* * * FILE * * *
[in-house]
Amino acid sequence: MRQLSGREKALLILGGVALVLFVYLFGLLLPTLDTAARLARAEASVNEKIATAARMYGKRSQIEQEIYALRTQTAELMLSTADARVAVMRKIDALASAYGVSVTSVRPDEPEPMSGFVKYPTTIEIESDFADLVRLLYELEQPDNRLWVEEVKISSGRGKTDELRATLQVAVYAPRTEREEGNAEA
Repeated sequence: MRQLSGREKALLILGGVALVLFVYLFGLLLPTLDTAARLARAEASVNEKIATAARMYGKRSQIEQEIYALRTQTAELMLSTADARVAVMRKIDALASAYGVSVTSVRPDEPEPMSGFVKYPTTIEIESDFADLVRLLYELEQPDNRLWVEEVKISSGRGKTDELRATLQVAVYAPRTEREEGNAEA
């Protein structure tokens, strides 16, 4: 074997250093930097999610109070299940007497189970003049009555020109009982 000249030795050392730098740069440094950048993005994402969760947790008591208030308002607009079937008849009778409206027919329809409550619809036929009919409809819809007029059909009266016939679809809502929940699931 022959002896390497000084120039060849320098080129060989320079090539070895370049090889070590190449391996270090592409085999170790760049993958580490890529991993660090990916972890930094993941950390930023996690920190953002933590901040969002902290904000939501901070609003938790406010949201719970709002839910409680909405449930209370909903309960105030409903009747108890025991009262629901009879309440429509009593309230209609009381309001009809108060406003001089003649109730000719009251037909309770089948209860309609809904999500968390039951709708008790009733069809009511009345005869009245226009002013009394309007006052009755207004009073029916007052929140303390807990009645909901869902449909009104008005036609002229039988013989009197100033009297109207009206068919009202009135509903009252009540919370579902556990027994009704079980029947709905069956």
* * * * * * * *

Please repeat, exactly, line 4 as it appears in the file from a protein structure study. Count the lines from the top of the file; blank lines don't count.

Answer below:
């Protein structure tokens, strides 16, 4: 074997250093930097999610109070299940007497189970003049009555020109009982 000249030795050392730098740069440094950048993005994402969760947790008591208030308002607009079937008849009778409206027919329809409550619809036929009919409809819809007029059909009266016939679809809502929940699931 022959002896390497000084120039060849320098080129060989320079090539070895370049090889070590190449391996270090592409085999170790760049993958580490890529991993660090990916972890930094993941950390930023996690920190953002933590901040969002902290904000939501901070609003938790406010949201719970709002839910409680909405449930209370909903309960105030409903009747108890025991009262629901009879309440429509009593309230209609009381309001009809108060406003001089003649109730000719009251037909309770089948209860309609809904999500968390039951709708008790009733069809009511009345005869009245226009002013009394309007006052009755207004009073029916007052929140303390807990009645909901869902449909009104008005036609002229039988013989009197100033009297109207009206068919009202009135509903009252009540919370579902556990027994009704079980029947709905069956």